Clampdown on China's black market for organs
Three doctors caught preparing to illegally remove a man’s kidney, writes CLIFFORD COONANin Beijing
THREE DOCTORS have been arrested for illegally harvesting organs at a private clinic in the northern Chinese province of Hebei, as part of an ongoing campaign in China against illegal organ transplants.
A police official from the Public Security Bureau of Bazhou said a private clinic was raided after authorities received a tip-off, and the doctors were caught preparing to remove a kidney from a man, whose surname was given as Yan, the China Daily newspaper reported.
All three doctors were licensed practitioners from the city of Dezhou, in neighbouring Shandong province.
China introduced legislation in 2007 banning organ transplants from living donors except for spouses, blood relatives and adopted family members. The laws banned payment for organs and were aimed at outlawing transplant tourism by wealthy Japanese and Koreans.
Chinese nationals are given priority in receiving transplants of human organ and only under special circumstances are people of other countries allowed to get an organ transplant in China.
There have been countless stories about illegal organ transplants and reports of a large underground network profiting from the country’s demand for donor organs.
On the black market, the cost of a kidney transplant runs to €55,000 and a liver up to €130,000. Some wealthier people, including foreign patients, can get transplants earlier and more easily because they have the cash to pay for the service.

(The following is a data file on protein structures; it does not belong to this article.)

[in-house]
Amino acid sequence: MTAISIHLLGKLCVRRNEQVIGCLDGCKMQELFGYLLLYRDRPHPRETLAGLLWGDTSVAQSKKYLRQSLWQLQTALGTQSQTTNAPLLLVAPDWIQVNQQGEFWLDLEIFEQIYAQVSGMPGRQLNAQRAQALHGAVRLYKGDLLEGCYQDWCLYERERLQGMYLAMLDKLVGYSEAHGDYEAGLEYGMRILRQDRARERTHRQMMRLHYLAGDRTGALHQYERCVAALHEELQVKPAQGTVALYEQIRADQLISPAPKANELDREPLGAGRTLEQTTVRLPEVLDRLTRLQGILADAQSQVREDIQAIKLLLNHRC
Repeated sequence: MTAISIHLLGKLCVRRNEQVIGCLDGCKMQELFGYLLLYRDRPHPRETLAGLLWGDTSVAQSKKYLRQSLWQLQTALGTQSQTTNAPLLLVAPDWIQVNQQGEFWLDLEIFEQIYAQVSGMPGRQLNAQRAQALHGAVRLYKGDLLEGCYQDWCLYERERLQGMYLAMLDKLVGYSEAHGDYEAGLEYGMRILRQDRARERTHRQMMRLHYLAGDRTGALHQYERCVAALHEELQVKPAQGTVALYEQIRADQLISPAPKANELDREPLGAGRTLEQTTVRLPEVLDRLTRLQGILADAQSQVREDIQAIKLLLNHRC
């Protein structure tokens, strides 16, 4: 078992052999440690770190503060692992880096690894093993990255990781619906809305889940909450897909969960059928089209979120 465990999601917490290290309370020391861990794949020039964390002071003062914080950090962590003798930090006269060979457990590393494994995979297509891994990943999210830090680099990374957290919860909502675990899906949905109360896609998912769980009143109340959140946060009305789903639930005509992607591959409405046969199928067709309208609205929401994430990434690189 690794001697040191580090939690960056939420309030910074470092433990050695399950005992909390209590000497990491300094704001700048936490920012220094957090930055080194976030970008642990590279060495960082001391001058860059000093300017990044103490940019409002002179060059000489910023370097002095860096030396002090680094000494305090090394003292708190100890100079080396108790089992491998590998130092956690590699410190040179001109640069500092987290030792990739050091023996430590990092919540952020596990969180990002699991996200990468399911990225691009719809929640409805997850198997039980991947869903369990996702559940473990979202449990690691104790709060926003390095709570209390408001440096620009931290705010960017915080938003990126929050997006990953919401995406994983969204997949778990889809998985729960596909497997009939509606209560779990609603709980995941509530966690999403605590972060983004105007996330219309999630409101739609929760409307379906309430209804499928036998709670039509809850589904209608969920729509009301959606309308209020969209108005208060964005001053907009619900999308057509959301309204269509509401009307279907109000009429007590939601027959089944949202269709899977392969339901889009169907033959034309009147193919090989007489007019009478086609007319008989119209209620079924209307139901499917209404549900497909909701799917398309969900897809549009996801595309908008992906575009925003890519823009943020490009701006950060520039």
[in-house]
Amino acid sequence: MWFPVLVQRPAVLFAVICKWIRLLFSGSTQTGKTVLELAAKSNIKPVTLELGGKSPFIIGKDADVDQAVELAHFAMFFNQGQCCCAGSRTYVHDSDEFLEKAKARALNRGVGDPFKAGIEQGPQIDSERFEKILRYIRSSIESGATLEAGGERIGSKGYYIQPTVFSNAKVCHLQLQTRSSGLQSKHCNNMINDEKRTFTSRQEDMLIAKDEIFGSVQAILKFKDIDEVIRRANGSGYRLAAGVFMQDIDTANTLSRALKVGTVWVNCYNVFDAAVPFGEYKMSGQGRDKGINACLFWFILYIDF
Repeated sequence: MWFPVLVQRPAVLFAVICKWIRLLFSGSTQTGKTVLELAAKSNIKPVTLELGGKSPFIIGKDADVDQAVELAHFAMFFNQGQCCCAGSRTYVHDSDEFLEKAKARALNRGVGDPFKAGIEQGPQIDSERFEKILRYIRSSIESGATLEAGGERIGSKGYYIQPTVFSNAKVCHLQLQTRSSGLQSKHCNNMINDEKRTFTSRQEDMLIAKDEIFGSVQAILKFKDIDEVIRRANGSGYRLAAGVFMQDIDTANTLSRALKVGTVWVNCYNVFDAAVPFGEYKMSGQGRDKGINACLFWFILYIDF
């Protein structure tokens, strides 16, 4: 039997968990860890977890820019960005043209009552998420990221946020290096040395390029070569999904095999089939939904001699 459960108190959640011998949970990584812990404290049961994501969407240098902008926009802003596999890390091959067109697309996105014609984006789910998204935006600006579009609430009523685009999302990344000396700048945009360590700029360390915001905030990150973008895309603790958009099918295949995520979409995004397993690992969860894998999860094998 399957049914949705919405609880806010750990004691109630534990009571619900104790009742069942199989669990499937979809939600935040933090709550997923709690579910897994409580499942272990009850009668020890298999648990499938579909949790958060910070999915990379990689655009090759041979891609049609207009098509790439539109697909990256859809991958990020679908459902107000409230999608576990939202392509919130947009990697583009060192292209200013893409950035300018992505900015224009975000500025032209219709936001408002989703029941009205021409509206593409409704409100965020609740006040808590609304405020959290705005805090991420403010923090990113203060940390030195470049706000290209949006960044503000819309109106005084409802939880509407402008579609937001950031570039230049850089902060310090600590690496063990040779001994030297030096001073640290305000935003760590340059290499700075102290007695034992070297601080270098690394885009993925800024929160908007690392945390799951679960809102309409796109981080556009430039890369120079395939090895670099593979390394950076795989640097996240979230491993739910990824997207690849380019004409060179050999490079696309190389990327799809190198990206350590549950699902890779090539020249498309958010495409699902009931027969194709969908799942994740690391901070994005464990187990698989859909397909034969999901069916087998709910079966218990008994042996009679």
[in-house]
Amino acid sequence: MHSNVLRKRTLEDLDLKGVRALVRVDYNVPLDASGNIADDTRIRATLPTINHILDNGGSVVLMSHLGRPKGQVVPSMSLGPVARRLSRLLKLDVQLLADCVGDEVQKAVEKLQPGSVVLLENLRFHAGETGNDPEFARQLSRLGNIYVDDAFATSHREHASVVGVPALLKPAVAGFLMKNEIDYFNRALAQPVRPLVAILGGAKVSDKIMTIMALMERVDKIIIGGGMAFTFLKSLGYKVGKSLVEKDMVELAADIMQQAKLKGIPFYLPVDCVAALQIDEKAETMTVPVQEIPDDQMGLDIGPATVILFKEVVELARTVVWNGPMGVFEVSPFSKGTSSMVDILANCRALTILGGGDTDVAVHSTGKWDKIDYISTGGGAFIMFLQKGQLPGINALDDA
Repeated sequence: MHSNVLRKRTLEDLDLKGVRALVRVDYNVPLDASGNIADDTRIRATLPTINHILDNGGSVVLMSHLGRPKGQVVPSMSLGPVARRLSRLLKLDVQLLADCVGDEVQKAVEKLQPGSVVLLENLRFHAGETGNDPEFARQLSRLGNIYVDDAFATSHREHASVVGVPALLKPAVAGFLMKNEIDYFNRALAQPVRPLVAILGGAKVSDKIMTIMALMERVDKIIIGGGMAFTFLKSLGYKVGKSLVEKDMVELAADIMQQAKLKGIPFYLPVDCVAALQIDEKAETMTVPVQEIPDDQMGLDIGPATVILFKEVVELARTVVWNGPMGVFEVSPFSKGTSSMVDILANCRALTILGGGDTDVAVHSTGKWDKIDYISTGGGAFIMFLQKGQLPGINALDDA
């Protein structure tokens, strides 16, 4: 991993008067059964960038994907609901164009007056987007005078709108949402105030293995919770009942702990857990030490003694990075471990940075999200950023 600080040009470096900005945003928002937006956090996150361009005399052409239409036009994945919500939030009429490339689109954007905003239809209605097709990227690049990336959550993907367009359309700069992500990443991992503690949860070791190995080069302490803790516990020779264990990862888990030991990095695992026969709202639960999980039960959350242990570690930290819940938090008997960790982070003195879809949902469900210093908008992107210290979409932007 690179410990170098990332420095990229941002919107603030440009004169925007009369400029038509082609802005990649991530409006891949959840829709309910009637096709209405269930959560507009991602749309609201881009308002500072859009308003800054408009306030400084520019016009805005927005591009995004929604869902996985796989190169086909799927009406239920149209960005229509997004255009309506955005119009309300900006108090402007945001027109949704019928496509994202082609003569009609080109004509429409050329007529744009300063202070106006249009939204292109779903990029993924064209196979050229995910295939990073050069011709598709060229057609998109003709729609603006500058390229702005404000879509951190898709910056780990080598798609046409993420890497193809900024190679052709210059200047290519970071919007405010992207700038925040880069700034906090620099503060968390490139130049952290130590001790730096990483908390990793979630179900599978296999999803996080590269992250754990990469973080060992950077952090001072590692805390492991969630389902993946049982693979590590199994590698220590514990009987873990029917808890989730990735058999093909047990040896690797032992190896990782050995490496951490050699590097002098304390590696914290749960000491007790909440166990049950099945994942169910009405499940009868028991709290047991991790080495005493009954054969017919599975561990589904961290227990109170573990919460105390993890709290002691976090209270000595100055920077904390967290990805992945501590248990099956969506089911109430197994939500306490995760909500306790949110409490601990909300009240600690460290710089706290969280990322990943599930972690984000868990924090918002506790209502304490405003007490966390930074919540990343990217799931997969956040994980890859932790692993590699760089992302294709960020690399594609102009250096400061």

There are regular horror stories in the media. A heavily indebted man in the central province of Hunan had one of his kidneys removed after agreeing to sell it to an illegal organ dealer. The man changed his mind about the deal but was still forced to undergo surgery.
In June, a 17-year-old boy in Anhui province sold a kidney through an underground dealer and used the money to buy an iPad and an iPhone.
Last year China launched a trial programme allowing people to voluntarily donate their organs after death in order to meet increasing demand for donor organs. There are 1.5 million patients on China’s organ transplant waiting list; the number of registered donors is only about 10,000, partly because of taboos about organ donation: many believe a person’s body is part of their parents’ flesh and blood and so are unwilling to donate their organs after death because it is seen as disrespectful.
The Beijing government is also trying to move away from the use of executed prisoners as the chief source of organs for transplants. About 65 per cent of all organs donated in China came from executed prisoners, according to some Chinese estimates; the World Health Organisation says more than 90 per cent come from death-row inmates after their executions.
Families have complained that the bodies of their executed relatives are not handed over. Executions in China are carried out by a bullet to the back of the head, but increasingly local authorities are using lethal injection, which helps preserve the internal organs.